Last week, as the crypto market tanked and Terra’s LUNA and UST tokens were in mid-freefall, a new term began circulating on Crypto Twitter: “Crypto Boy.”
The phrase came courtesy of a new song of the same name from TikToker and musician Salem Ilese—and it quickly went viral. “I don’t care about your crypto, boy/Not even one bit-(coin)/CEO of being un-em-ployed,” so the chorus goes. The tongue-in-cheek critique of delusional crypto devotees seemed to strike a chord, just as the crypto market began unraveling.
In an interview with Decrypt, Ilese opened up about the song’s origins, and the unexpected repercussions of her first foray into the crypto world, including a plot twist that the 21-year-old singer never saw coming: the crypto boy basher is now releasing her own NFT project, one she cares about quite a bit. But Ilese isn’t planning on going full “crypto boy” either—all the money from the collection will be going to charity.
Anatomy of a “Crypto Boy”
A week ago, the TikToker seemingly wanted nothing to do with crypto, as viewers could likely tell from the viral song’s lyrics.
“If you’ve avoided crypto boys completely, then you probably don’t talk to too many people,” joked Ilese to Decrypt, about the “Crypto Boy” phenomenon. “So many people are involved in it [crypto], and they like to let you know they’re involved.”
Ilese is the first to say she is no crypto expert herself; but as of late, she seems unable to avoid the subject: “I’ve definitely met crypto boys. My ear has been talked off about NFTs…. I find myself zoning off into the distance as they discuss the next type of coin, whether it be Dogecoin or Shiba [Inu].”
Crypto, she said, even managed to penetrate her inner circle: “I remember someone on my team tried to convince me to invest in Shiba for like an hour.” She did not end up investing.
So Ilese channeled her frustration at this “crypto boy” phenomenon into music, posting the song to TikTok. Once the song found its way to Crypto Twitter, it went viral.
Even the co-creator of Dogecoin, Billy Markus, got in on the trend:
The response, says Ilese, was overwhelming: “all of a sudden, my DMs were flooded with crypto boys being like, ‘Let’s turn this into an NFT!’ It was so funny, I was like, ‘you heard the lyrics and you still like it?’”
The song’s stance on NFTs is fairly uncompromising: “Mention NFTs one more time/And it’s guaranteed we’re not fucking tonight.”
It seems, then, Ilese may be at risk of entering a doghouse of her own design: in response to her song’s success, the artist told Decrypt she’s releasing a “Crypto Boy” NFT collection on Tuesday.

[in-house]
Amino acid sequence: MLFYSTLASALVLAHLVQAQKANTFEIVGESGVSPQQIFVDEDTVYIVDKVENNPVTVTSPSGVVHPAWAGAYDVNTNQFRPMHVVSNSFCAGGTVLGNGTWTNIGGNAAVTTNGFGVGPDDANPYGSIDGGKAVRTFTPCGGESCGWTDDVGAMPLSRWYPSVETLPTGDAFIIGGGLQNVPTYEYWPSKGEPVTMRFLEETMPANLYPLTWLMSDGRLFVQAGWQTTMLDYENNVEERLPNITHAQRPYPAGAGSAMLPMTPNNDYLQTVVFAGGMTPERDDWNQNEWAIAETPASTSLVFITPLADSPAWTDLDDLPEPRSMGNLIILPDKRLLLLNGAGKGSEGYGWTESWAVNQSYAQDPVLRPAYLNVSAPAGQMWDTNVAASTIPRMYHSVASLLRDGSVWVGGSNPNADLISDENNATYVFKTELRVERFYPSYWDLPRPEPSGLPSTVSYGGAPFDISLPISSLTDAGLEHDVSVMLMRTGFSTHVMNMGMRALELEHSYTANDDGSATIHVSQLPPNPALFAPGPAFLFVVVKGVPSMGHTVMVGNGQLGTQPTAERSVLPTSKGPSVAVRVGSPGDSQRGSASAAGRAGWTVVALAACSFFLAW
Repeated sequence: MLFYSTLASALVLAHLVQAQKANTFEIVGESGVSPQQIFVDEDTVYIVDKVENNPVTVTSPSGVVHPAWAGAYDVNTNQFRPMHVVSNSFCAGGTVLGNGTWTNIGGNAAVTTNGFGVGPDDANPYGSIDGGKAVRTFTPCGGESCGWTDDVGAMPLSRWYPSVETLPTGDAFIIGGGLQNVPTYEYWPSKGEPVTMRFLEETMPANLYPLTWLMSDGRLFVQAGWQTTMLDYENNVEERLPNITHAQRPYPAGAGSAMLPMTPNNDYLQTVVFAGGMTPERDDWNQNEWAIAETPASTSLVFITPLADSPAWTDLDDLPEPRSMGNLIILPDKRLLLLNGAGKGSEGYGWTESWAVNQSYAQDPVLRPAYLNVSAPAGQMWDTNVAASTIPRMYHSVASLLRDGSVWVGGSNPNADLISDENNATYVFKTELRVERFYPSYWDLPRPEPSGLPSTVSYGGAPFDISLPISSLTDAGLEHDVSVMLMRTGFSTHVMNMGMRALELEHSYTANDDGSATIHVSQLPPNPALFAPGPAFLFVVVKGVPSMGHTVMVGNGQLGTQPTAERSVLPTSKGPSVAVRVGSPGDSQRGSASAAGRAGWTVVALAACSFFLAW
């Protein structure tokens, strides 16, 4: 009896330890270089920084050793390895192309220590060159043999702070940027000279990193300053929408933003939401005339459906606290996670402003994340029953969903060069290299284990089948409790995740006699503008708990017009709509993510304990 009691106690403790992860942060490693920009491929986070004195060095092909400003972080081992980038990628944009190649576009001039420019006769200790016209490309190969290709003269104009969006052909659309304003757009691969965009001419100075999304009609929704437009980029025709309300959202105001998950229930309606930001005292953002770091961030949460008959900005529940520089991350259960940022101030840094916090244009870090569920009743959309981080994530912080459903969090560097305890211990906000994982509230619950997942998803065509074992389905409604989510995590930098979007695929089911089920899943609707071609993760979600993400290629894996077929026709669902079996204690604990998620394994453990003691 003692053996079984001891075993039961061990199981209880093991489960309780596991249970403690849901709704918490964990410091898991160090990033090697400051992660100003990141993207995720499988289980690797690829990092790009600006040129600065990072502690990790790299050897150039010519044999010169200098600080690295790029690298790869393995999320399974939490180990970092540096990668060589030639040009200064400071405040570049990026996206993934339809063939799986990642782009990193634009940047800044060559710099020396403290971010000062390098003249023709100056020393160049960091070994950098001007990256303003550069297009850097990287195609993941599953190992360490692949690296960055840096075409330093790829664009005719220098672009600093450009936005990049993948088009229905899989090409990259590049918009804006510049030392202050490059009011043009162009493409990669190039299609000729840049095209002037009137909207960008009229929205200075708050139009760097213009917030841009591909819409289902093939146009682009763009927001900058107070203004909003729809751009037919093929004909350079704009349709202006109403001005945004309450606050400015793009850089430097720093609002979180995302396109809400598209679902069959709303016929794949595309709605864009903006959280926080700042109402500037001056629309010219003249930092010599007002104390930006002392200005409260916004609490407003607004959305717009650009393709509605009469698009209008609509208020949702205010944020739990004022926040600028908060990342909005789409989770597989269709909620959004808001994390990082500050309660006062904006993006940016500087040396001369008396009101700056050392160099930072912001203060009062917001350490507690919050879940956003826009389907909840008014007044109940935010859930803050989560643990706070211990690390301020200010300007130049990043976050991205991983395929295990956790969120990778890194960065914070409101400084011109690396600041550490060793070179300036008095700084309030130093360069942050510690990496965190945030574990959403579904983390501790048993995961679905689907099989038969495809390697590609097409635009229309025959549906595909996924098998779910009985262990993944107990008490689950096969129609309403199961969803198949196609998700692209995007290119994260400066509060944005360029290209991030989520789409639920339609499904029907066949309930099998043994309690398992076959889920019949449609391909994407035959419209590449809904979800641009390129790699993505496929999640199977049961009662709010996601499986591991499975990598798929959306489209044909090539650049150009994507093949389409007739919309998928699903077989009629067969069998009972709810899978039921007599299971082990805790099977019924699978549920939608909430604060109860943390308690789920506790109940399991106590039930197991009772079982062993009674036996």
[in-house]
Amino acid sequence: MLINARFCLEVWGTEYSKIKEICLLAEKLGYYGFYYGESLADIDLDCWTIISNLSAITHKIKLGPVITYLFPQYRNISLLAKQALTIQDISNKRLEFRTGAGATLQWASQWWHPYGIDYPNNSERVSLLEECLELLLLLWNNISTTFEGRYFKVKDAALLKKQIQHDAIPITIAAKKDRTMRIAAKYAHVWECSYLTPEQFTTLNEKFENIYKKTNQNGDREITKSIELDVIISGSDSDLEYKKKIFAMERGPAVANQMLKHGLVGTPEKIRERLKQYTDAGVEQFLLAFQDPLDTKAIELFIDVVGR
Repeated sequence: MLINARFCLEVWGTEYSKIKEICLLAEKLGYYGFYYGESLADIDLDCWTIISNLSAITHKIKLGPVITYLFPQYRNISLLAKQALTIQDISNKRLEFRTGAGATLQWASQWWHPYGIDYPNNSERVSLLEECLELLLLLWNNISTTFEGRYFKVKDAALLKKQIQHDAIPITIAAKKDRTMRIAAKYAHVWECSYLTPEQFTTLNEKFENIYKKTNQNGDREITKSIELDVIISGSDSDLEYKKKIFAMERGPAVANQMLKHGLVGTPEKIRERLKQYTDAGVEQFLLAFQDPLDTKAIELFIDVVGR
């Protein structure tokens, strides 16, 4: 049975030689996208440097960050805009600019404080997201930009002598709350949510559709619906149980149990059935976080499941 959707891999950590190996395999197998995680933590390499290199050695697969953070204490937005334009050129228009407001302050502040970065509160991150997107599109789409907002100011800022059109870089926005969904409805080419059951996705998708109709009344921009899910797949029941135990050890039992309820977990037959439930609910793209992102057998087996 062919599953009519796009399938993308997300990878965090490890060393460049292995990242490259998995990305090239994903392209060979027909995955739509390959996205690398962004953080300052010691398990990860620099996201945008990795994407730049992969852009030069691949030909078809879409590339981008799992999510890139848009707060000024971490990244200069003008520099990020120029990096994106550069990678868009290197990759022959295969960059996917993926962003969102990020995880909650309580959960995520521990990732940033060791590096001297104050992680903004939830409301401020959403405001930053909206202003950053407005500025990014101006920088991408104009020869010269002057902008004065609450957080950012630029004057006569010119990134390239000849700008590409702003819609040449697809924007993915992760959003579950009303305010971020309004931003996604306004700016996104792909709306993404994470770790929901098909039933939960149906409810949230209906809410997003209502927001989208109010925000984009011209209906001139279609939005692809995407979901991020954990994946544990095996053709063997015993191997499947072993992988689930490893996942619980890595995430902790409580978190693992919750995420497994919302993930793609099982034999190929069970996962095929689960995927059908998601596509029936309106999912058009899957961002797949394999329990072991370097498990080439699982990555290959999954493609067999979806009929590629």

“Crypto Boy” Goes NFT
Ilese says the crypto boys swarming her DMs planted an enticing seed: “When everyone started reaching out about turning it into an NFT, I was thinking, ‘Ok… could be a cool way to enter into the space.’” But the risk of hypocrisy was not lost on her: “I wanted to make sure that I wasn’t going to turn into a crypto boy.”
To remedy that potential tension, Ilese is partnering with Pussy Riot co-founder Nadya Tolokonnikova, to launch a charitable NFT series in support of reproductive rights. Each of the collection’s 1,973 NFTs will feature a full version of “Crypto Boy,” as well as custom art created by Tolokonnikova. The number of NFTs in the collection is a nod to the year of the U.S. Supreme Court’s abortion-affirming Roe v. Wade decision, which a leak recently revealed to be on the verge of being overturned.
All proceeds from the NFT sale will go directly to the Center for Reproductive Rights.
“I’m stoked and super grateful to be working with Nadya,” said Ilese. “She’s just such an awesome force in that space.” In March, Tolokonnikova launched UnicornDAO, a fund for female, non-binary, and LGBTQ+ artists working in Web3, intended to “tackle patriarchy in Web3.” That same month, the Pussy Riot member helped raise $6.75 million for Ukraine’s war efforts against Russia, via the sale of an NFT depicting the Ukrainian flag.
The Crypto Boy NFT Collection will launch on Web3 music platform sound.xyz on Tuesday at 2:00 p.m. PST.
Twitter’s crypto boys may have opened Ilese up to a whole new world. Numerous crypto brands have reached out to her for sponsorship, and her presence has been requested at a number of crypto conferences, she said. “I wrote it poking fun at [crypto] a bit, and now I feel like I’m being immersed in it,” said Ilese. “It’s very ironic.”
And the crypto boys themselves? They seem in no way discouraged by Ilese’s biting lyrics. If anything, they’ve adopted the song as a self-aware anthem, a balm for the pain of the new bear market:
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